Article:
Q. Do you get a special sense of satisfaction that you’re instrumental in helping this tournament retain its status? It’s even gotten bigger, more crowds, stands, people, that it is what it is and still this very special week in tennis.
ROGER FEDERER: Yeah, I mean, it was a tradition here. It’s over a hundred years old, this tournament. It’s been really nice to always come back here and see how it’s grown.
Look, I don’t know how much it would have changed, let’s say, if it would have been downgraded to a 500, how many less top 10 players, how many less top 20 guys would have come here. I don’t know if it would have been that much of a difference.
At the end of the day, it is Monaco. It is a place that many people visit either by boat or by buses. It remains an interesting location for players and fans and media as well. It’s the beginning of the clay court season. I think it would have kept its mystique.
But at the same time I think I really felt it deserved a Masters 1000 status and that’s why Rafa and myself fought for it, because we thought tradition was still a very important part of our game. I just didn’t like the way, you know, people went about it, trying to just get rid of Monaco, shovel in another tournament, which also deserves it, I’m sure. We have great stadiums around the world, great growth.
It’s nice to see that it’s grown again here. But I don’t know how much more you can grow really until it becomes unbearable for everybody. Up till now it’s worked well and it’s nice.
Q. Regarding Novak, do you think he’s taken on a new dimension this year? If so, in which way?
ROGER FEDERER: Yeah, I mean, look, I don’t know. I always said it over and over again: to me, he didn’t need to prove his point. By winning a second major, winning back to back Masters 1000s, going on a streak like he’s doing right now, I knew he could do it. He was good enough.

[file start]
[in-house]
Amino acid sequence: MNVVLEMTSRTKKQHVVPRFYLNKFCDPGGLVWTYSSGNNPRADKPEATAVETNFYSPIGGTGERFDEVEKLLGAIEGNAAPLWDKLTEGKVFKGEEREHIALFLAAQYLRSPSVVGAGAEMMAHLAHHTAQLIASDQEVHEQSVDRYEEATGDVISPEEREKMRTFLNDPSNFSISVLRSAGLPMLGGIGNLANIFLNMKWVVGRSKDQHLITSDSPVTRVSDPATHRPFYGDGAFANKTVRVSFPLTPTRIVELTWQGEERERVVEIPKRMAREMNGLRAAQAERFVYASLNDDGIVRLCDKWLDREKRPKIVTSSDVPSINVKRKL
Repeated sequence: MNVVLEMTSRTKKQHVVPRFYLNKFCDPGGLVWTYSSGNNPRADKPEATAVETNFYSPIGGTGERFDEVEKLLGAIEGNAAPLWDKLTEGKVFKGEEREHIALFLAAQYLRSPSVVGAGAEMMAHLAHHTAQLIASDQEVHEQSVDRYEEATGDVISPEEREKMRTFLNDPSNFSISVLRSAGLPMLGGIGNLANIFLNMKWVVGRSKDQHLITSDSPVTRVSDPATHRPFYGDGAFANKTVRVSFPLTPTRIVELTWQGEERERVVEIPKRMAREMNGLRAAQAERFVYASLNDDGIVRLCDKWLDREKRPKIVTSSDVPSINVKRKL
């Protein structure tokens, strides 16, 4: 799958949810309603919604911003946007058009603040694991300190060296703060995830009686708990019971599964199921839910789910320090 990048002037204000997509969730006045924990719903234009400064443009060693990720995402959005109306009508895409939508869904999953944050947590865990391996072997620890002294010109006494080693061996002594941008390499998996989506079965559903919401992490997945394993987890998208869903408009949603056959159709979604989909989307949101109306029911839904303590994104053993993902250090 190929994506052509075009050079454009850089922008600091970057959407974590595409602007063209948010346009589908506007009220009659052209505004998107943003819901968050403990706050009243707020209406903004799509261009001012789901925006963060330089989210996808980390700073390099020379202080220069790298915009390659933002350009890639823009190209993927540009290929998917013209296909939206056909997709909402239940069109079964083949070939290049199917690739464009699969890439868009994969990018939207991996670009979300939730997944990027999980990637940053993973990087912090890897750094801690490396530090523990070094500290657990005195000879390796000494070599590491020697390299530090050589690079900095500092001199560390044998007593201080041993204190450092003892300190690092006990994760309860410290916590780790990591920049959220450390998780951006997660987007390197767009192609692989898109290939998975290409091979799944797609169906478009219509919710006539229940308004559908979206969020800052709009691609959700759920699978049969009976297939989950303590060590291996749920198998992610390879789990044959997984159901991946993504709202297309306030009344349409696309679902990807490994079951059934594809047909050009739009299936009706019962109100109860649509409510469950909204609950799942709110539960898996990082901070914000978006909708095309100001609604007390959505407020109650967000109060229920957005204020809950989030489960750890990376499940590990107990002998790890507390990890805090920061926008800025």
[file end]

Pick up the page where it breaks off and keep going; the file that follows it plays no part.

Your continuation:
You ask anybody out there, he’s an uncomfortable guy to play against. He can play aggressive, can defend really well. He’s got some major strength in his game. Like every other play, we try not to play into those strengths.
Right now it’s clicking for him. I think it’s great for the game that he’s managed to play so well and go on a streak. But Rafa’s had streaks in the past, Murray has had streaks, I’ve had streaks. It’s good when that happens. It focuses on something very positive in the game.
There’s been different times when we talked about gambling, doping, other stupid things that are annoying to talk about. This is something very positive.
I think he’s done very well. A year ago people were saying he was struggling with his serve, but he was still in the top four in the world, so he couldn’t have been that bad after all. It shows what a year can do.
It’s going to be interesting to see how long he can keep it up and stay mentally and physically strong because he’s had a long end to the year last year and he started really strong this year. Maybe this break is going to help him for the remainder of the season. But that will be seen in the next few months.